An economic evaluation attached to a single-centre, parallel group, unmasked, randomized controlled trial of a 3-day intensive social cognitive treatment (can do treatment) in patients with relapsing remitting multiple sclerosis and low disability

Ghislaine A. van Mastrigt*, Silvia M. Evers, Marco Heerings, Leo H. Visser, Rob P. Ruimschotel, Astrid Hussaarts, Lotte Duyverman, Joyce Valkenburg-Vissers, Job Cornelissen, Michel Bos, Maarten van Droffelaar, Peter J. Jongen

*Corresponding author for this work

Research output: Contribution to journalArticleAcademicpeer-review


Aims: This trial-based economic evaluation (EE) assesses from a societal perspective the cost-effectiveness of an intensive 3-day cognitive theory-based intervention (CDT), compared to care-as-usual, in patients with relapsing remitting multiple sclerosis (RRMS) and low disability (Expanded Disability Status Scale [EDDS] score <4.0). Materials and methods: The trial of the EE was registered in the Dutch Trial Register: Trial NL5158 (NTR5298). The incremental cost-effectiveness ratio (ICER) was expressed in cost on the Control sub-scale of the Multiple Sclerosis Self-Efficacy Scale (MSSES) and the incremental cost-utility ratio (ICUR) in the cost per Quality Adjusted Life Years (QALY) using the EQ-5D-5L. Bootstrap, sensitivity, and sub-group analyses were performed to determine the robustness of the findings. Results: The two groups of 79 patients were similar in baseline characteristics. The base case ICER is situated in the northeast quadrant (euro72 (40.74/euro2,948)) due to a higher MSSES Control score and higher societal costs in the CDT group. The ICUR is situated in the northwest (inferior) quadrant due to losses in QALY and higher societal costs for the CDT group (-0.02/euro2,948). Overall, bootstrap, sensitivity, and sub-group analyses confirm the base case findings. However, when the SF-6D is used as a study outcome, there is a high probability that the ICUR is situated in the northeast quadrant. Limitations: The relative short follow-up time (6 months) and the unexpected increase in MSSES Control in the control group. Conclusions: When using the EQ-5D-5L to calculate a QALY, CDT is not a cost-effective alternative in comparison to care as usual. However, when using self-efficacy or SF-6D as outcomes, there is a probability that CDT is cost-effective. Based on the current results, CDT for patients with RRMS clearly show its potential. However, an extended follow-up for the economic evaluation is warranted before a final decision on implementation can be made.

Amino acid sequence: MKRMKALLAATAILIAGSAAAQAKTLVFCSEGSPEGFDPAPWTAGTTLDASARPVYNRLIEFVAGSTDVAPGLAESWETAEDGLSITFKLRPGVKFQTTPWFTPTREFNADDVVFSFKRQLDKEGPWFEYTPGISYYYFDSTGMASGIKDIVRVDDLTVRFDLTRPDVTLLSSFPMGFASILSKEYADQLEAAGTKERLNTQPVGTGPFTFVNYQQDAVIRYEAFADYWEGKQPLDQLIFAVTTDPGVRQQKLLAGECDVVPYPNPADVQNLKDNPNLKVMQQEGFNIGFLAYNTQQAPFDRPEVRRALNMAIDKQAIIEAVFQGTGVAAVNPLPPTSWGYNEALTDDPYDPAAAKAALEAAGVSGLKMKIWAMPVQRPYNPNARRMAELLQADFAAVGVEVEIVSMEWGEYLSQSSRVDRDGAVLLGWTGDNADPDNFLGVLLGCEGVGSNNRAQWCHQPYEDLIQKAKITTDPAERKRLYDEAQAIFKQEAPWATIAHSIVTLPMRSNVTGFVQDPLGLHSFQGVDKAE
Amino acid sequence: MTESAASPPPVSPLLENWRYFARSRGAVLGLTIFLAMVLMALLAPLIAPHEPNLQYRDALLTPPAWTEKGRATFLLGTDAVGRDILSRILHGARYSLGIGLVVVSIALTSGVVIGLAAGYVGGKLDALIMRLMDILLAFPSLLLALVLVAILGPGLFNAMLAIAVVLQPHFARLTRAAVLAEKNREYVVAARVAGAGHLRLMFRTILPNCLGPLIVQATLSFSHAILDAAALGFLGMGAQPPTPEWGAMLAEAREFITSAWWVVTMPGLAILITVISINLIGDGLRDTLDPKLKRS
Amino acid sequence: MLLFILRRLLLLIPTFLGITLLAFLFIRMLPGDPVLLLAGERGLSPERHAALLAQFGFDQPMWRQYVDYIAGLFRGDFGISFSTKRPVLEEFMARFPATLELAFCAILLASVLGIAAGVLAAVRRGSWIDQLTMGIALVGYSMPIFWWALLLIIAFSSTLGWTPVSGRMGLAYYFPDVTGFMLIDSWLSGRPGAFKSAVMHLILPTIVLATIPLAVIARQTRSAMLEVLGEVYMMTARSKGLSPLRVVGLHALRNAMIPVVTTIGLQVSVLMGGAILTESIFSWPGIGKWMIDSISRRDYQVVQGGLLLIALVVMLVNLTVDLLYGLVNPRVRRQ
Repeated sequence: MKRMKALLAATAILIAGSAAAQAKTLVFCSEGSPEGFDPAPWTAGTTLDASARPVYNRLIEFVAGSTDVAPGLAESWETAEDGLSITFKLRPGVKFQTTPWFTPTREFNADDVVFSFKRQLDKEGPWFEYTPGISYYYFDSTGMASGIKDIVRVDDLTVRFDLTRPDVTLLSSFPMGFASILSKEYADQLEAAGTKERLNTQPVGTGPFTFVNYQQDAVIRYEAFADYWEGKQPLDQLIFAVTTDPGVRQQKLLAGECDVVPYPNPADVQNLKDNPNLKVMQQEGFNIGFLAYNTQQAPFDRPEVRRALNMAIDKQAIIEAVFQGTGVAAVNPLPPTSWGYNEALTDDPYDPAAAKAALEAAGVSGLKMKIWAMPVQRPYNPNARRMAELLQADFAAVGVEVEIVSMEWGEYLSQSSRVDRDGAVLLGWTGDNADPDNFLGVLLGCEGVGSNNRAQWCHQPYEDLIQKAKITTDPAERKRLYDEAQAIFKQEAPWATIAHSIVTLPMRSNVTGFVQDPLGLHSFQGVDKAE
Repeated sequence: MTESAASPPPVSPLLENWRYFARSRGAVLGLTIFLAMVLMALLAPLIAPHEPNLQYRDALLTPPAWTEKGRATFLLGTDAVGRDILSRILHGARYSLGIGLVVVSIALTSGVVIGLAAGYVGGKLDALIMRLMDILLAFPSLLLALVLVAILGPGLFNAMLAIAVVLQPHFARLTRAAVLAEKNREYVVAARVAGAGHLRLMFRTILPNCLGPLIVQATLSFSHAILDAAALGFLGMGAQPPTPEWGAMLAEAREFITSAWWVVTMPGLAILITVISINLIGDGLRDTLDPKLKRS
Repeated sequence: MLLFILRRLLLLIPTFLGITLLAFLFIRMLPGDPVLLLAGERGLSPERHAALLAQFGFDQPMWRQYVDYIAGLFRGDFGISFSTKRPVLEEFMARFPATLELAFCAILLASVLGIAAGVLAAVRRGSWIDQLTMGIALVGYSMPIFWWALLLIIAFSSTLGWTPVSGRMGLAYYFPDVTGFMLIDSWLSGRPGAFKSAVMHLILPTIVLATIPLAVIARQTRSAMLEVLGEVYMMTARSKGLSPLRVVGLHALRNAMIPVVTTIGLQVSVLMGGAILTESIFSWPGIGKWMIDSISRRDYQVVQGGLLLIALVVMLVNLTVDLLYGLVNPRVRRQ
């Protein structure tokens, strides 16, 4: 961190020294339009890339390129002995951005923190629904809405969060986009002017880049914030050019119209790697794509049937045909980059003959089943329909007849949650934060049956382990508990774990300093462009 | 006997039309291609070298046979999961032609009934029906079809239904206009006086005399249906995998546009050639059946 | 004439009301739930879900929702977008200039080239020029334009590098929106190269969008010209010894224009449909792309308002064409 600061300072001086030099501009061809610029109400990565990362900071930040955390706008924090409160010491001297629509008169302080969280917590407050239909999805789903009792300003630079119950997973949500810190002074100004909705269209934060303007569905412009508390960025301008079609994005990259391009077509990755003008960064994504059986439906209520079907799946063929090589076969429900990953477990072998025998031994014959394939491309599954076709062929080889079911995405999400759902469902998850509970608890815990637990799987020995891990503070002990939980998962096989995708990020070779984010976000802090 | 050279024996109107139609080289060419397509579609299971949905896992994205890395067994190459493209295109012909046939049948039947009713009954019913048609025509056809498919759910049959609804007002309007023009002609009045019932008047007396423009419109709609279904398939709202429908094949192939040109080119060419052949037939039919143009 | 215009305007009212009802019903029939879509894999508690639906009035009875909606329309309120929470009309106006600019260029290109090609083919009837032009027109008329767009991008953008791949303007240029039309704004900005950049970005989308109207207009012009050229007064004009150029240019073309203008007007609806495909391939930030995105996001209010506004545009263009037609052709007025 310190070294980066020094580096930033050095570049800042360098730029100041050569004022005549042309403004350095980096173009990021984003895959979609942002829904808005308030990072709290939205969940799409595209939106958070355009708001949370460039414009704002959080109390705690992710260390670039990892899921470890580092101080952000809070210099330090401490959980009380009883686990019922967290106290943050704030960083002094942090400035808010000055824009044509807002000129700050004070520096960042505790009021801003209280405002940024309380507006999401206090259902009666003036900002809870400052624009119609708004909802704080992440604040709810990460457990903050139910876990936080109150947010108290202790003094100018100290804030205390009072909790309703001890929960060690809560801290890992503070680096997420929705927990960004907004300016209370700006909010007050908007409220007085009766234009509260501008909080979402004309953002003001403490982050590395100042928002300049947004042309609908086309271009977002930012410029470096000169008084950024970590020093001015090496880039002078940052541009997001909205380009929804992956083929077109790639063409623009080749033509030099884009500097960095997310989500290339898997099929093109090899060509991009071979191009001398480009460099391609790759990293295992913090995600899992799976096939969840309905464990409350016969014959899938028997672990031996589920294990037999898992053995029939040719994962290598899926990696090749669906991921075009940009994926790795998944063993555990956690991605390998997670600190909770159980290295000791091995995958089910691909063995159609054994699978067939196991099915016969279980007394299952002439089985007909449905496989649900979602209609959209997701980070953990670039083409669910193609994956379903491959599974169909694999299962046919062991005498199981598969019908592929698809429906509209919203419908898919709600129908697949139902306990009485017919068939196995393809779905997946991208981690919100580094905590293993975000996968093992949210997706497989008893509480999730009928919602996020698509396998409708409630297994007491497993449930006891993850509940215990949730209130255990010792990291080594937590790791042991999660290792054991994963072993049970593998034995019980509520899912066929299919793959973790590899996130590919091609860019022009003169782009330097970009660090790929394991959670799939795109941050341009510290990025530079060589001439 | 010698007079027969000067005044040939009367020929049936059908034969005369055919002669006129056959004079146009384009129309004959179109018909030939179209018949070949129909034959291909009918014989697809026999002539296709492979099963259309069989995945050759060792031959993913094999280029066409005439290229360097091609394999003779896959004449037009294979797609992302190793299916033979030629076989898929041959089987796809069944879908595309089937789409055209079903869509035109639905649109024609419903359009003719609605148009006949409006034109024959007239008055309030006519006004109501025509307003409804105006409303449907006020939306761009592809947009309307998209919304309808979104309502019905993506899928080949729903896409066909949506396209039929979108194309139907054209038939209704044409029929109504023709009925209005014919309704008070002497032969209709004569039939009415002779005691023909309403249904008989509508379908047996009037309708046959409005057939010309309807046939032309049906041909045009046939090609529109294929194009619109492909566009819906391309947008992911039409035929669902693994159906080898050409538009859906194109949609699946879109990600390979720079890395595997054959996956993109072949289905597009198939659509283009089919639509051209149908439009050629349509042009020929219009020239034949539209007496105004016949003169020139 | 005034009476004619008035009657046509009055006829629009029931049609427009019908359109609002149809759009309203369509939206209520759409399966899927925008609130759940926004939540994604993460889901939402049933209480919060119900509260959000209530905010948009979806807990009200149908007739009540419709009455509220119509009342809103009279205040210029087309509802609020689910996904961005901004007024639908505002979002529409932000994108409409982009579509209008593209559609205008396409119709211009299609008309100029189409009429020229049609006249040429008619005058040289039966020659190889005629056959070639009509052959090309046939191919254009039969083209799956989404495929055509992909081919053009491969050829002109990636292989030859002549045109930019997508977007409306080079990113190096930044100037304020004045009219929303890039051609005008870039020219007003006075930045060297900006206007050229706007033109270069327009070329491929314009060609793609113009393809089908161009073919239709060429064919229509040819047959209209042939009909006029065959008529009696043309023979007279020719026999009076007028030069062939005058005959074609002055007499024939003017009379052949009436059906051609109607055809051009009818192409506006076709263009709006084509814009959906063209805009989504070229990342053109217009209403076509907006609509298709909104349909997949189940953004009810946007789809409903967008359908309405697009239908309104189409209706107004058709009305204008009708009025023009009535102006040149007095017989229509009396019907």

Original languageEnglish
Article number0236-RT.R1/1609300
Pages (from-to)967-980
Number of pages14
JournalJournal of Medical Economics
Issue number10
Publication statusPublished - 3 Oct 2019


  • Relapsing remitting
  • multiple sclerosis
  • trial-based
  • economic evaluation
  • intense social cognitive theory-based treatment
  • self-efficacy
  • multidisciplinary

Cite this